Met Museum’s Costume Institute Reopens with Charles James



The Costume Institute at the Metropolitan Museum of Art, New York, will reopen in May 2014 after a two-year renovation. The inaugural exhibition, “Charles James: Beyond Fashion” (May 8-Aug. 10, 2014), will feature approximately 100 garments by James, a 20th-century British-American fashion designer considered a pioneer of haute couture in America.

The show will be on view in a newly revamped 4,200-square-foot gallery, as well as a first-floor special exhibition space. The former has been outfitted with a new sound system, improved projection technology and wireless internet. Also renovated were a costume conservation center, a storage and study facility that houses the bulk of the collection, and a costume reference library. The refurbishment is the first since 1992, and will allow the Costume Institute to have exhibitions on view 10 months a year.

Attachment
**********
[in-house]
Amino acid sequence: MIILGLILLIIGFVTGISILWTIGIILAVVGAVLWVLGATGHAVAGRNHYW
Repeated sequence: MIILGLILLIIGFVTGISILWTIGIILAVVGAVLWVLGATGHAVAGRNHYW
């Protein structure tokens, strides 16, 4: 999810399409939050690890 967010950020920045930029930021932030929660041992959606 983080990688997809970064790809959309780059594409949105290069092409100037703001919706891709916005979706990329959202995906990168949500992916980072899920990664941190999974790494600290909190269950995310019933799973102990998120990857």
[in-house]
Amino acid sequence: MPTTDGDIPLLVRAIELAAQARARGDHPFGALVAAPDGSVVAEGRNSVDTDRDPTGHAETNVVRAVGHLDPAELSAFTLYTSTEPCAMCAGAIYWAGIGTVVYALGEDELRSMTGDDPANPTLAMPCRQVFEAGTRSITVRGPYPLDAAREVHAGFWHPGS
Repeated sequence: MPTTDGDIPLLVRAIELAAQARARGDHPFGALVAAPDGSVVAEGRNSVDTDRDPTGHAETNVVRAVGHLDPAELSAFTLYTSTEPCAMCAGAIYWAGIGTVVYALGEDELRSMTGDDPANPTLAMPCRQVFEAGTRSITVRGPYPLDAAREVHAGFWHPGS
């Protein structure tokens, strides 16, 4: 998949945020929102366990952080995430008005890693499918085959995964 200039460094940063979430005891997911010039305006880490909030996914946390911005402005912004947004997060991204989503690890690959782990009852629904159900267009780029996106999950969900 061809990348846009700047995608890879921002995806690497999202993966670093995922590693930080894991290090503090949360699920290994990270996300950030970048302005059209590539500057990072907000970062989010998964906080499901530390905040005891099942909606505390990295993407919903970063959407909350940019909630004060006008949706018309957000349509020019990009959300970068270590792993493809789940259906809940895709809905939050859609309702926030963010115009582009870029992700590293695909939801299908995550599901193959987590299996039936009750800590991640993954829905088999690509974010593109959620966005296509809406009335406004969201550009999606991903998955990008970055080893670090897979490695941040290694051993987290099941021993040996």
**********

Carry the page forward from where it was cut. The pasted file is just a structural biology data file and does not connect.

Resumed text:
The Charles James exhibition is based largely on the Brooklyn Museum Costume Collection, which was transferred to the Met in January 2009. James, who was born in the UK in 1906 and immigrated to the U.S. as a young man, was known for his sculptural and mathematic approach to clothing design. His pieces include figure-eight skirts, body-hugging sheaths, spiral-cut garments and ribbon capes and dresses, all of which will be showcased in the exhibition. James’s iconic midcentury ball gowns, titled the “Four-Leaf Clover,” “Butterfly,” “Tree,” “Swan” and “Diamond,” will also be on view, as well as examples of work from all stages of his career, which began in 1929 and ended only with his death in 1978.

The Institute’s reopening will be marked by the annual Costume Institute Benefit on May 5, a star-studded event co-chaired by Vogue editor-in-chief Anna Wintour and popularly known as the Met Ball. The gala, which attracts models, actresses and pop stars as well as wealthy patrons of the arts, is one of the primary sources of funding for the Institute.